We couldn’t go to San Francisco without visiting wine country for a day. But not wanting to drive, and on the recommendation of a friend, we opted for a trip on the Napa Valley Wine Train.
Our week in San Francisco coincided with one of the hottest Septembers in years, and it was another magical and sunny morning in the city when we arrived at the Ferry Building for the start of our journey to Napa.
As we scurried across the bay from the city to Vallejo, a bank of fog appeared behind us, concealing some of San Francisco’s greatest landmarks. Only the tops of the tallest buildings and the hills peered out above it, giving the appearance of a city floating on the clouds.
On the ferry were a dozen or so others heading off for a day on the train. Generally we’d avoid these highly organised, mass-produced tourist trips, preferring a bit more independence. But what do you do when you have little time and the journey is complex?
So we were collected at Vallejo and ferried by minibus to the McKinstry Street Station in Napa, where any illusions we had that our rather expensive Ambassador Winery Tour would be small and exclusive were instantly dispelled.
Several hundred folk were gathered, displaying that sense of controlled panic you get in a group of people when free drink is involved – a panic driven by the desire not to be left at the back of the queue and empty-handed.
It was still early but we helped ourselves to a glass or two while one of the ‘wine educators’ (an awful Americanism) gave us a quick guide to the valley and its drinks. It ended with a none-too-subtle invitation to visit the souvenir shop, where folk could relieve themselves of yet more cash.
Ushered to the train, we had to pose for one of those embarrassing souvenir photos, which just added to the bill.
But once we got aboard, we really were impressed. And who wouldn’t be by classic Pullman dining cars, beautifully restored to reflect the golden era of first class train travel?
The train rumbled out of the station, on tracks built in the 1860s that originally reached all the way to the spa town of Calistoga. These days the line is just 18 miles long, running through Napa, Yountville, Oakville and Rutherford before terminating at St Helena. And it’s probably the slowest rail journey I’ve experienced, doubtless because at full tilt the train would be at its destination just in time for our starters.
Fortunately we were sat with a friendly family from New York, who were visiting California on vacation, rather than a silent couple from hell. And we were all impressed with our lunch – mine, a perfectly cooked steak with blood oozing, accompanied by a delicious ZD Wines Pinot Noir. I think we’d both feared that mass catering on the train would result in average fare but we couldn’t have been more wrong.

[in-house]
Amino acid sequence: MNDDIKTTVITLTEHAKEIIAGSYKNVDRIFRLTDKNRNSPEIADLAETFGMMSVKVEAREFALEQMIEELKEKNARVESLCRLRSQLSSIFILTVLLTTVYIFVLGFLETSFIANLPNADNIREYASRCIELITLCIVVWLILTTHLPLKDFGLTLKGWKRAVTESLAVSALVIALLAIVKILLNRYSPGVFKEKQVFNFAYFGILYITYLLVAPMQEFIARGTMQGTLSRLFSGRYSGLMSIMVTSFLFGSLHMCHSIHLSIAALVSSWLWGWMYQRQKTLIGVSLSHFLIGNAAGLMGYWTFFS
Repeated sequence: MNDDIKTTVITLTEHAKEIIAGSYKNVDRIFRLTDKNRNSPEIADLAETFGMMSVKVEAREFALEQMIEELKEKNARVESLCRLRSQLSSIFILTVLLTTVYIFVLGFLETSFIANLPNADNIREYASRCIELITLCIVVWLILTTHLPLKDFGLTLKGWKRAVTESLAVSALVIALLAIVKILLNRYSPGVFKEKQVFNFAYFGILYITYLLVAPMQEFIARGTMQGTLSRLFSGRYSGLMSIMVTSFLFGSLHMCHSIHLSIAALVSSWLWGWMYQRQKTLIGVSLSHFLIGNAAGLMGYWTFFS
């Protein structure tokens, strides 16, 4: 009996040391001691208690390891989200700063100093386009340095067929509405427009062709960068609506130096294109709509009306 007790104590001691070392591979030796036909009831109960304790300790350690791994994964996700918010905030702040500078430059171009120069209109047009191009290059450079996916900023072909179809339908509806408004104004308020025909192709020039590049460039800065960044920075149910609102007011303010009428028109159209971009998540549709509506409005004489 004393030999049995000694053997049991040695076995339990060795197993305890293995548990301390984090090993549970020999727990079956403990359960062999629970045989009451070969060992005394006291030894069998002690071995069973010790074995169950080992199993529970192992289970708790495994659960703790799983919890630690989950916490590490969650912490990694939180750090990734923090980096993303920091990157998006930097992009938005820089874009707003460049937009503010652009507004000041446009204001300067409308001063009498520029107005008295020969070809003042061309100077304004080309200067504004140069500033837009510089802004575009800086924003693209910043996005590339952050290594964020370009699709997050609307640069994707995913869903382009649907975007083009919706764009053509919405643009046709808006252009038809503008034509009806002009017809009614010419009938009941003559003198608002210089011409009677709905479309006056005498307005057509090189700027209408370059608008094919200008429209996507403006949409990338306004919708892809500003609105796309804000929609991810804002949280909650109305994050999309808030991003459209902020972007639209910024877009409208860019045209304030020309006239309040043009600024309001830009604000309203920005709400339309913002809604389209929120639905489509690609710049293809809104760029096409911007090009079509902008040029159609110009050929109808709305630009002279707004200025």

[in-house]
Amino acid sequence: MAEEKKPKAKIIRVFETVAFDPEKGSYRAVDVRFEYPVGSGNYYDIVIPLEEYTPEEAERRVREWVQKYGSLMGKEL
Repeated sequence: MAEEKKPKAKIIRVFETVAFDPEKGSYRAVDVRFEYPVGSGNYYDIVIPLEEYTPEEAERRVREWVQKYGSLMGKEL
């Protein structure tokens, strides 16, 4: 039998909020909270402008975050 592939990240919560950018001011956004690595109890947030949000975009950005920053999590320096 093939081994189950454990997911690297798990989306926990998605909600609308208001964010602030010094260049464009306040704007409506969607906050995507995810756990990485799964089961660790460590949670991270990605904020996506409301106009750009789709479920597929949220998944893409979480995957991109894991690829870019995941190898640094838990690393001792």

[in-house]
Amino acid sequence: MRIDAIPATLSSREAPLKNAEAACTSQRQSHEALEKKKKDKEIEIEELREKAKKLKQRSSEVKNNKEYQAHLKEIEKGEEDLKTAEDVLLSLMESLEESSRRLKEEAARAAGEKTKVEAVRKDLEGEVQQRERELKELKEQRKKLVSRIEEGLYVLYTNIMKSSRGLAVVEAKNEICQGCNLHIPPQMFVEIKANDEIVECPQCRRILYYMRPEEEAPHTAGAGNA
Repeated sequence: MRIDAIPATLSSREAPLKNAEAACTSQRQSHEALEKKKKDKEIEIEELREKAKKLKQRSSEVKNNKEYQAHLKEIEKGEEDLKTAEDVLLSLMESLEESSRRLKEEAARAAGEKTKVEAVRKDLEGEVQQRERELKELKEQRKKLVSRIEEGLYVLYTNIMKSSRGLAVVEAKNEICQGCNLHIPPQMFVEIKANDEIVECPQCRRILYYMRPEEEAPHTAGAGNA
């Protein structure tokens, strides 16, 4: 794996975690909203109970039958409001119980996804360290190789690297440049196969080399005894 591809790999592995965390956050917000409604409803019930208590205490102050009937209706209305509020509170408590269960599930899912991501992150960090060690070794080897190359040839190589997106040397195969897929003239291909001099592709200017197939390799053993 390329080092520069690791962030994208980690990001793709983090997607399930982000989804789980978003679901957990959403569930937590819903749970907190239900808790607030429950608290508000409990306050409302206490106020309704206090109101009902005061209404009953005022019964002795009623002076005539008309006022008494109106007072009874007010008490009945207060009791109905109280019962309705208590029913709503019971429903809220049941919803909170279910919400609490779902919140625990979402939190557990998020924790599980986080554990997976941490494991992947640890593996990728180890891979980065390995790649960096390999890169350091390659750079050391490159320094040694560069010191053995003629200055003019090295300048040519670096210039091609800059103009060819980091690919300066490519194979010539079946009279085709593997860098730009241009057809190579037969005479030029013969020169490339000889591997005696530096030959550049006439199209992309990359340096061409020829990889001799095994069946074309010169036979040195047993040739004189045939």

We withdrew to a beautiful 1915 Pullman lounge car for dessert, coffee and port, and watched the valley drift by – vineyard after vineyard drenched in sunshine, the green hills beyond. Other than the towns and villages, it looked like every square foot of the valley had been turned over to the production of wine. As far as landscapes go, it wasn’t that exciting.
We ventured to the other end of the train for a hurried wine-tasting session (more expense) before leaving the train early to continue our Ambassador’s tour by road.
We disembarked into a furnace, scurrying for the air-conditioned minibus that would take our much smaller party on the rest of the tour. How did it get that hot in such a short space of time? And how could grapes survive that heat?
We drove out past row after row of vines and the occasional winery, heat haze shimmery through the valley, before we stopped at Raymond Vineyards. I thought for one hideous moment that we were going to get a lecture outside in the burning heat but we were soon ushered indoors to hear about their history and the wines they produce. A family-operated winery, it’s been a Napa Valley fixture for decades. We tasted more excellent plonk and, inevitably, were invited into the shop on the way out.
Our final stop happened to be ZD Wines, maker of the Pinot Noir we’d relished in the train earlier. Organic, family run, small-scale, this was a charming winery in beautiful grounds planted with colourful flowers. The views across the valley were to die for.
We were treated to an enthusiastic presentation, which was followed by more wine tasting. By now, I had had far too much alcohol and was gushing my appreciation for their products with just a little too much enthusiasm.
We were ferried through the shop on our way out and I bought a bottle of their organic Pinot Noir.
I fell into the minibus, followed by Graham, and tried to keep my eyes open as we headed south back to the ferry but I was asleep in minutes.
And I knew that my evening in San Francisco was going to be, well, interesting.